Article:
“Self-report on motivation,” Schönpflug, Wolfgang. Abstract:
Teo et al. (2021, p. 217) have asked me “to locate [myself] epistemologically and politically and identify [my] position in…institutional and departmental struggles…to allow a reader to contextualize [my] reconstructions.” Therefore, I provide information on my political and scientific orientation, my position at the Free University of Berlin, and my relationship to Klaus Holzkamp.
“The Snake Pit: Mixing Marx with Freud in Hollywood,” Harris, Ben. Abstract:
In 1948, the motion picture The Snake Pit was released to popular and critical acclaim. Directed by Anatole Litvak, the film told of the mental illness and recovery of one patient, who survived overcrowding and understaffing and was treated by a neo-Freudian psychiatrist known as Dr. Kik. It was based on a novel of the same title by Mary Jane Ward, who had been treated at Rockland State Hospital in New York. Building upon exposés of horrid hospital conditions in the press, The Snake Pit helped motivate reforms in the treatment of the mentally ill. Via unpublished correspondence and drafts of the film’s screenplay, this article explores the populist and antifascist themes in The Snake Pit, which came from the director, screenwriters, and the politics of the immediate post-WWII era. It also describes the case history of Mary Jane Ward and her treatment by Gerard Chrzanowski, the real “Dr. Kik.”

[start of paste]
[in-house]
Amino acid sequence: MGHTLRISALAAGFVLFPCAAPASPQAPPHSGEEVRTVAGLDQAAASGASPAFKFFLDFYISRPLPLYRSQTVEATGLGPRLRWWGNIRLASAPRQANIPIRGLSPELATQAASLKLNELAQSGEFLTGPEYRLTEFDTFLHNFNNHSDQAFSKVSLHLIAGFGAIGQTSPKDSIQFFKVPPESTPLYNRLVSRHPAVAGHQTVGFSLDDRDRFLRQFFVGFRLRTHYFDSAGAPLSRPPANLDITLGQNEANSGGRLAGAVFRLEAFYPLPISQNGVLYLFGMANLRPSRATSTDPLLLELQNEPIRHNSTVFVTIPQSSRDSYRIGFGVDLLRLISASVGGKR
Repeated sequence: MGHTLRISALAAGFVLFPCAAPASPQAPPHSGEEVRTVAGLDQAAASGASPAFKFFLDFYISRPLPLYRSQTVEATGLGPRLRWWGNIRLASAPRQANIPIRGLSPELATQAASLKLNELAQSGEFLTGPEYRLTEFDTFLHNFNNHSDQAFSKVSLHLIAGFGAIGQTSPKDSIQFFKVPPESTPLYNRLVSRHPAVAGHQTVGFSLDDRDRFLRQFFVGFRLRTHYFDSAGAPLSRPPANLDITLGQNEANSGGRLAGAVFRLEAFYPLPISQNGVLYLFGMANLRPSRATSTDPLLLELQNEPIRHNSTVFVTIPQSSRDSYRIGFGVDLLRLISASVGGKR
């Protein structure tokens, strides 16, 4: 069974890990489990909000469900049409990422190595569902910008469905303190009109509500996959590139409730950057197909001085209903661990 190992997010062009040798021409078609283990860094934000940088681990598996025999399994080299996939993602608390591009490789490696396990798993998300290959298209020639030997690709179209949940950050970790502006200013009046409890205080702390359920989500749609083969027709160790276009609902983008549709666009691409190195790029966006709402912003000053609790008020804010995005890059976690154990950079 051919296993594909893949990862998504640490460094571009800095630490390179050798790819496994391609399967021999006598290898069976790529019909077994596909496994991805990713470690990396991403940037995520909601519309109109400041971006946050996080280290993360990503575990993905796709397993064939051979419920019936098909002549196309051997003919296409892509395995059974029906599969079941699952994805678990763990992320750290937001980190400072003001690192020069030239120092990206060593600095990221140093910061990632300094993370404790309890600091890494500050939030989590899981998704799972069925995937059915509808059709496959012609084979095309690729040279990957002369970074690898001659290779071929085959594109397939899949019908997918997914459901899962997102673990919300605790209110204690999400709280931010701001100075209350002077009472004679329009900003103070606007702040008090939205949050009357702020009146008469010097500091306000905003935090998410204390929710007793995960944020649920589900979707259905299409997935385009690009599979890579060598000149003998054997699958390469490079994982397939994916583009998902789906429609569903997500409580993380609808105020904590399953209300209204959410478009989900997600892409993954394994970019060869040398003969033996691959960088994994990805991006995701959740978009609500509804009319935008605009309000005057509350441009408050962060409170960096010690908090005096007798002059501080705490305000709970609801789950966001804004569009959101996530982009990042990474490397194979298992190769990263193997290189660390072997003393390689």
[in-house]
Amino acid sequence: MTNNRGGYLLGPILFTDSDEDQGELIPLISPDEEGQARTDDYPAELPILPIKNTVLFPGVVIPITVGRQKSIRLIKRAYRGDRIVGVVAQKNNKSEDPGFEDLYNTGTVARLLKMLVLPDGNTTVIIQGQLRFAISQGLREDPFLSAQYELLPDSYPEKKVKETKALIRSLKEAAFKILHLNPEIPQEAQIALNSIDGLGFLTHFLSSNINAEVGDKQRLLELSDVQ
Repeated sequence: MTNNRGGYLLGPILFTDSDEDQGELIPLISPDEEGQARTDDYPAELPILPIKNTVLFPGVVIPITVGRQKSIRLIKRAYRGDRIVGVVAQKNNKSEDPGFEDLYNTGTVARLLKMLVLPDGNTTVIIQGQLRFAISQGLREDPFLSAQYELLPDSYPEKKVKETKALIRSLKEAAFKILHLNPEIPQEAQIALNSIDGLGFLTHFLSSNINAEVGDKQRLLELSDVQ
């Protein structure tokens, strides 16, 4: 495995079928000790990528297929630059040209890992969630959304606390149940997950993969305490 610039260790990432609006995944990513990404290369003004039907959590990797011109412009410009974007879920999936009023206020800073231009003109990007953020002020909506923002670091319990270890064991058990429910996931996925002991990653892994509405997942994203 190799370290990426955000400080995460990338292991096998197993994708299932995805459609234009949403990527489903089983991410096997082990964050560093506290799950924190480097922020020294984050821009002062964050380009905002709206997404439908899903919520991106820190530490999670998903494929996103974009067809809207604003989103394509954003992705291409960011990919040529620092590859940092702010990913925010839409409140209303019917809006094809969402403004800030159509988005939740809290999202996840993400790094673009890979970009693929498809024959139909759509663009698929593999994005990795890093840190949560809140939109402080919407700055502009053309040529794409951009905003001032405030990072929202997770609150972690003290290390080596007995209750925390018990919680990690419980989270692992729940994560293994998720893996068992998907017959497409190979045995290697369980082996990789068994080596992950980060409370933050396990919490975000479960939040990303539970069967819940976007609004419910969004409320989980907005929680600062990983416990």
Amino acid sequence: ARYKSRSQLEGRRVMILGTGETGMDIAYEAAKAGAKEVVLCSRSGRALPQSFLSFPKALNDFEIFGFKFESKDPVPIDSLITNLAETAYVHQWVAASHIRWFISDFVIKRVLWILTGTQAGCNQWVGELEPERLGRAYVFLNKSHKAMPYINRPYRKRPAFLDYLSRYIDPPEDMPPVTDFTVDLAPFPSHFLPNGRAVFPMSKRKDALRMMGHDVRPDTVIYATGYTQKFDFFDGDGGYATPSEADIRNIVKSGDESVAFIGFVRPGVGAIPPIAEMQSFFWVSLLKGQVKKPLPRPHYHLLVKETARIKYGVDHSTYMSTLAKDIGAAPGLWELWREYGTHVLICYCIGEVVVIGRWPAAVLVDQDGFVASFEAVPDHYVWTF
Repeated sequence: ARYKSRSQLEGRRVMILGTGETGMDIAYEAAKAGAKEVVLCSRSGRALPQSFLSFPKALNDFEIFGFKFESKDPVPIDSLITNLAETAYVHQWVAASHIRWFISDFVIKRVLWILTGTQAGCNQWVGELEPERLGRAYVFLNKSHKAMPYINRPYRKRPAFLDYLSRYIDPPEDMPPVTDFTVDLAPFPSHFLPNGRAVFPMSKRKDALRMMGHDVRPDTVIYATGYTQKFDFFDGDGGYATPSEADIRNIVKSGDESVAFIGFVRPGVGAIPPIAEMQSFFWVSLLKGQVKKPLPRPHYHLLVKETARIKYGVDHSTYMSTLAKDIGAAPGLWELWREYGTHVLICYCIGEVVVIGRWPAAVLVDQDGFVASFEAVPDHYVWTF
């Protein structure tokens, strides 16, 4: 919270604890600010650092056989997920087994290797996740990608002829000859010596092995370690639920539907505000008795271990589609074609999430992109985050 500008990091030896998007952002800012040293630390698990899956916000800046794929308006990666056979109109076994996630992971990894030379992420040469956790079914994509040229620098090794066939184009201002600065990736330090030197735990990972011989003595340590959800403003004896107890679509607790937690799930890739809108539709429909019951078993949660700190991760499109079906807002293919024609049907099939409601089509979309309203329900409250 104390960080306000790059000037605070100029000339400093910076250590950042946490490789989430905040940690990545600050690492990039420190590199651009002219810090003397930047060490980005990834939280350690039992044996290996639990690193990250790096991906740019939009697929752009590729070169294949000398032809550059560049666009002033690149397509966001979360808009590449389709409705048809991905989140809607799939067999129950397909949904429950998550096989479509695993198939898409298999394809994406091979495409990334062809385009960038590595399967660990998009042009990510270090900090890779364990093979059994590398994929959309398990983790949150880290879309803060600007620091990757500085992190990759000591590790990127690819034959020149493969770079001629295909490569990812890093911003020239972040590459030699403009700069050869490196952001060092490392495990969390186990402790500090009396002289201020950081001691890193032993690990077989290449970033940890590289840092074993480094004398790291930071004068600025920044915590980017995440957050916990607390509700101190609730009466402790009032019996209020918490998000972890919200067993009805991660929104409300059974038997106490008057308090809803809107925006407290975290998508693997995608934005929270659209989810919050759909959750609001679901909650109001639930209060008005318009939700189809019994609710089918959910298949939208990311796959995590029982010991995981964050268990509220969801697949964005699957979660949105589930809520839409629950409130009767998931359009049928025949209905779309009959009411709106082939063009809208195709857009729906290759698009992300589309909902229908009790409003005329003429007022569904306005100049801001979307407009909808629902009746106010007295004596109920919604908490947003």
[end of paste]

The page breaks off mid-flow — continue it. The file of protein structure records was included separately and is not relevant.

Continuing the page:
“Child prodigies in Paris in the belle époque: Between child stars and psychological subjects,” Graus, Andrea. Abstract:
This article considers the double role of child prodigies as child stars and psychological subjects in Paris in the Belle Époque. I argue that the celebrity status of child prodigies during this time contributed to their transformation into objects of scientific curiosity. The notions of innate talent and natural-born genius contributed heavily to stories of child prodigies within the public sphere; these stories also circulated in psychological accounts of such children. To illustrate this, I examine the case of Pepito Arriola, the so-called Spanish Mozart, in more detail. This musical prodigy toured Europe and America during the early 20th century, and when he was 3- and one-half years old, Charles Richet presented him at the Fourth International Psychology Congress (1900) in Paris. Arriola became the first virtuoso to be submitted to psychological examination, and he was subsequently examined in Berlin by the psychologist Carl Stumpf. This closer look at Pepito Arriola’s case clarifies how popular culture and scientific research interacted in the making of a prodigy.